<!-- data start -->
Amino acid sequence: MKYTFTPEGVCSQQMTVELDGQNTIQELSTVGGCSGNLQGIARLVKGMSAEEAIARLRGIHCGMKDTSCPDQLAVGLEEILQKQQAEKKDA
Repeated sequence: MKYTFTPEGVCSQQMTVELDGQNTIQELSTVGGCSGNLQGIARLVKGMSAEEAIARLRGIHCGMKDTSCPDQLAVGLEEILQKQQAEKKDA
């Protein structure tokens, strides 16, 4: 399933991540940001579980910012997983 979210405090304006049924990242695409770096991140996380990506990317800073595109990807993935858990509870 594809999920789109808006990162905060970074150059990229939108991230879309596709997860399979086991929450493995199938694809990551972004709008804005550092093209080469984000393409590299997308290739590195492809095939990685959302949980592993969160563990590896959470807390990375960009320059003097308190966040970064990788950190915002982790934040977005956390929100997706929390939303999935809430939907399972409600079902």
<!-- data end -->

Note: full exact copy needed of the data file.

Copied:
Amino acid sequence: MKYTFTPEGVCSQQMTVELDGQNTIQELSTVGGCSGNLQGIARLVKGMSAEEAIARLRGIHCGMKDTSCPDQLAVGLEEILQKQQAEKKDA
Repeated sequence: MKYTFTPEGVCSQQMTVELDGQNTIQELSTVGGCSGNLQGIARLVKGMSAEEAIARLRGIHCGMKDTSCPDQLAVGLEEILQKQQAEKKDA
């Protein structure tokens, strides 16, 4: 399933991540940001579980910012997983 979210405090304006049924990242695409770096991140996380990506990317800073595109990807993935858990509870 594809999920789109808006990162905060970074150059990229939108991230879309596709997860399979086991929450493995199938694809990551972004709008804005550092093209080469984000393409590299997308290739590195492809095939990685959302949980592993969160563990590896959470807390990375960009320059003097308190966040970064990788950190915002982790934040977005956390929100997706929390939303999935809430939907399972409600079902």